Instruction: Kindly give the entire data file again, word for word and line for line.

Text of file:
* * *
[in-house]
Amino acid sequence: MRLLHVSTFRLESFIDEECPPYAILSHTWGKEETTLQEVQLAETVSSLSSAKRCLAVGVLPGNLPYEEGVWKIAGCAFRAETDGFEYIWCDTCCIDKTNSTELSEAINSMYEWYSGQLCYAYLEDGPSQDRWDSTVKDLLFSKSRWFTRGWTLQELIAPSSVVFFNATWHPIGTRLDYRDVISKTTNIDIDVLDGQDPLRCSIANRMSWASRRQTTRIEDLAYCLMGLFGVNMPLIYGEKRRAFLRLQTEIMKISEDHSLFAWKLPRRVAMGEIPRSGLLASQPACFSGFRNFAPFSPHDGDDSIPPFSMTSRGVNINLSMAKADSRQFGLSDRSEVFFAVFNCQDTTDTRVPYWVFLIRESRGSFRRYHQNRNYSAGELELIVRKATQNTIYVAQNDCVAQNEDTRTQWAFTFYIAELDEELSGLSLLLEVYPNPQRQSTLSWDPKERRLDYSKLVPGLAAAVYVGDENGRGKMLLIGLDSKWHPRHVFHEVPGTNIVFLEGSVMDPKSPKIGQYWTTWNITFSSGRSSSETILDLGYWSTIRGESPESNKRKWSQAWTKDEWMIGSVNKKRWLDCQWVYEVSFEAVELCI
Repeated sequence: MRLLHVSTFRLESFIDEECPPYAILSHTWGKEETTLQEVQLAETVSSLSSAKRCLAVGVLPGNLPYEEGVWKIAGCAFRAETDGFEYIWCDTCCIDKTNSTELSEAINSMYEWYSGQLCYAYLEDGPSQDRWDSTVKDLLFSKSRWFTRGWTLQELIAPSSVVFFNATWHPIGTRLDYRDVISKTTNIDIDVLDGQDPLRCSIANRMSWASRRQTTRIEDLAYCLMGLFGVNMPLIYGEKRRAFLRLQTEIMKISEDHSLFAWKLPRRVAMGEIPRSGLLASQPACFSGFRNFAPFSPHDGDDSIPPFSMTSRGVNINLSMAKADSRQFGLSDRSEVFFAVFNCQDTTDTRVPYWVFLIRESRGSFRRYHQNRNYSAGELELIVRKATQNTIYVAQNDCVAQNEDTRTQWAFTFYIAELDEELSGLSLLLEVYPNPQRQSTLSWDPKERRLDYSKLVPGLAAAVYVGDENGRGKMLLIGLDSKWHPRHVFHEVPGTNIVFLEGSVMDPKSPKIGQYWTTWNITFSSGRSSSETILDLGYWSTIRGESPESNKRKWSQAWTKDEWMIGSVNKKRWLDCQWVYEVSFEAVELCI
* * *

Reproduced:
[in-house]
Amino acid sequence: MRLLHVSTFRLESFIDEECPPYAILSHTWGKEETTLQEVQLAETVSSLSSAKRCLAVGVLPGNLPYEEGVWKIAGCAFRAETDGFEYIWCDTCCIDKTNSTELSEAINSMYEWYSGQLCYAYLEDGPSQDRWDSTVKDLLFSKSRWFTRGWTLQELIAPSSVVFFNATWHPIGTRLDYRDVISKTTNIDIDVLDGQDPLRCSIANRMSWASRRQTTRIEDLAYCLMGLFGVNMPLIYGEKRRAFLRLQTEIMKISEDHSLFAWKLPRRVAMGEIPRSGLLASQPACFSGFRNFAPFSPHDGDDSIPPFSMTSRGVNINLSMAKADSRQFGLSDRSEVFFAVFNCQDTTDTRVPYWVFLIRESRGSFRRYHQNRNYSAGELELIVRKATQNTIYVAQNDCVAQNEDTRTQWAFTFYIAELDEELSGLSLLLEVYPNPQRQSTLSWDPKERRLDYSKLVPGLAAAVYVGDENGRGKMLLIGLDSKWHPRHVFHEVPGTNIVFLEGSVMDPKSPKIGQYWTTWNITFSSGRSSSETILDLGYWSTIRGESPESNKRKWSQAWTKDEWMIGSVNKKRWLDCQWVYEVSFEAVELCI
Repeated sequence: MRLLHVSTFRLESFIDEECPPYAILSHTWGKEETTLQEVQLAETVSSLSSAKRCLAVGVLPGNLPYEEGVWKIAGCAFRAETDGFEYIWCDTCCIDKTNSTELSEAINSMYEWYSGQLCYAYLEDGPSQDRWDSTVKDLLFSKSRWFTRGWTLQELIAPSSVVFFNATWHPIGTRLDYRDVISKTTNIDIDVLDGQDPLRCSIANRMSWASRRQTTRIEDLAYCLMGLFGVNMPLIYGEKRRAFLRLQTEIMKISEDHSLFAWKLPRRVAMGEIPRSGLLASQPACFSGFRNFAPFSPHDGDDSIPPFSMTSRGVNINLSMAKADSRQFGLSDRSEVFFAVFNCQDTTDTRVPYWVFLIRESRGSFRRYHQNRNYSAGELELIVRKATQNTIYVAQNDCVAQNEDTRTQWAFTFYIAELDEELSGLSLLLEVYPNPQRQSTLSWDPKERRLDYSKLVPGLAAAVYVGDENGRGKMLLIGLDSKWHPRHVFHEVPGTNIVFLEGSVMDPKSPKIGQYWTTWNITFSSGRSSSETILDLGYWSTIRGESPESNKRKWSQAWTKDEWMIGSVNKKRWLDCQWVYEVSFEAVELCI